A little over a year ago I wrote that we should shit-can backpacking base weight categories. I also presented the argument that total pack weight is the most important thing and base weight was unimportant.
Actually base weight is important, in fact it is very important.
I am not referring to the weight of your gear, but your weight. You body weight.
Crisis in America
In the United States 68.5% of all adults are overweight or obese. Let me reinforce that statement.
68.5% OF ALL ADULTS ARE OVERWEIGHT OR OBESE
You may ask the question, “Am I overweight? How do I know?”
Body Mass Index
Body Mass Index (BMI) is a measure of comparative size based on the height and weight of an individual.
Most people just look at a chart on use an online calculator to determine the numeric value of their own BMI. Here are formulas if you wan to calculate it your self.
Or you can use a look-up chart.
BMI isn’t perfect. But it is the quickest and easiest way to see your weight is acceptable. If you have low body fat and lots of muscle, the BMI chart may not be applicable — do your research and talk to your doctor. But for most people the BMI is a good reference tool. Different organizations use different BMI ranges to determine BMI categories. Here are the most common BMI categories:
Averages and other math
The average male in the US is 5’ 10” tall. The range for a normal weight of this height would be somewhere between 135 – 174 lb.. That is quite a generous range at 39 lb.. A nice average weight would be around 153 lb., which would score a 22.0 on the BMI scale.
However, if you are an average American male, you weight 194 lb. and are 5’ 10” tall. Your BMI is 27.8, which is overweight.
As you can see in the chart below, there is a narrow band of healthy weight to height ratios.
So what does this have to do with backpacking?
The SUL Nirvana of a 5lb Base Weight
There is always this ongoing debate in the backpacking community about the need to lower backpack base weight. Often you see people try to prove that a certain base weight, lets say 5 lb.. will allow you to travel so many miles two days quicker than let’s say a backpack base weight of 10 lb..
I am using 10 lb.., because that is a fairly easy number for most backpackers to get to. 10 lb.. is the purported Ultra light (UL) category. The so-called Super Ultra light (SUL) category of backpack base weight of 5 lb.. is difficult for most people to attain. So, a 5 lb. reduction in pack base weight from 10 to 5 is significant.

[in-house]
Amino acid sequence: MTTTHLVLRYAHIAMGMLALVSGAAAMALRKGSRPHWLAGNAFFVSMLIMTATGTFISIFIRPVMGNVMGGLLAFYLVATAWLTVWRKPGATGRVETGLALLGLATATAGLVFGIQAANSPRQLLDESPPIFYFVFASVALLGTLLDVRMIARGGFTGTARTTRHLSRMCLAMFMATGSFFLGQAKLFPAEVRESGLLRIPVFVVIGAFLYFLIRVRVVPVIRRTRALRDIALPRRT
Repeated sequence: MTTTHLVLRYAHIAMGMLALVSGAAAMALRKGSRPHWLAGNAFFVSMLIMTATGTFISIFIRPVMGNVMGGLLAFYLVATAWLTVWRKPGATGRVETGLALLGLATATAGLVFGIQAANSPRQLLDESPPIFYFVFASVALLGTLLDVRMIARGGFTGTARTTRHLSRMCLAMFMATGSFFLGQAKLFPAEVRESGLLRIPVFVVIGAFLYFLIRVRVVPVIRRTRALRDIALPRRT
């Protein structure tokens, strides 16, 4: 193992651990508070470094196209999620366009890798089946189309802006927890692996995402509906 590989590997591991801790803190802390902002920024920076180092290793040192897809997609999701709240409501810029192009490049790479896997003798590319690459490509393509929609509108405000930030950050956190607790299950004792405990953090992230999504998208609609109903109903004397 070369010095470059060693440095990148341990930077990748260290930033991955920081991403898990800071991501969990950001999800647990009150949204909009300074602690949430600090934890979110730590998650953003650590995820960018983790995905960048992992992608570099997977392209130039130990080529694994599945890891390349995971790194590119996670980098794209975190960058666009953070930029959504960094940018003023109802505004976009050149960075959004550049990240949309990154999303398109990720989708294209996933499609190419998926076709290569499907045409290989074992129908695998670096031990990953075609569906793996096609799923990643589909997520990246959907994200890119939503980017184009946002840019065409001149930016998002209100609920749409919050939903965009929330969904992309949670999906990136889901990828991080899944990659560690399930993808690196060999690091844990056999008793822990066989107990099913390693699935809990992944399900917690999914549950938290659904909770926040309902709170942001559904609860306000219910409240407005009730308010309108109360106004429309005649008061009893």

Now remember, we shit-canned UL and SUL last year, so this is just a scientific scenario.
Oh, and they forgot to mention that you will probably spend several hundreds of dollars to drop that 5 lb.. of backpacking gear.
It’s all tripe.
How about this thought process:
Case Study #1
- You are 5’ 10” and weigh 194 lbs. You are the average American male.
- Sorry dude, you are 20 lbs. overweight.
- Don’t replace any gear; just lose 20 lbs. of body weight. Cost = $0.
- You just shed four times as much weight as going from a 10 lb. pack base to a 5 lb. pack base.
Case Study #2
- You get your body weight down to the middle of the healthy, normal range for a 5’10” man.
- That would be around 153 lbs. with a BMI of 22. Very middle of the road healthy.
- OMG!! If you are the average American male you just dropped 41 lbs.
- Over 40 frick’n pounds.
- That is 8 times as much weight as you would drop from an UL hiker to a SUL hiker!!
The real world
But, you might say to me. Backpackers are generally the 21.5 % of Americans that are not overweight or obese.
Nah, poppycock. Almost every backpacker I see on the trail is carrying a dunlap with them. The definition of dunlap is: my belly dun lap over my belt.
A while back I wrote that backpackers should mind their own business. They should not evangelize their passion for all things light. That thought process stands.
If so, then who am I to tell someone how much he or she should weigh?
Unlike your back weight, which doesn’t mean a rat’s ass to me, if you are overweight or obese, you have a huge negative impact on my health care costs. You see, you fat (68.5% of the population) people are driving up health care costs – big time.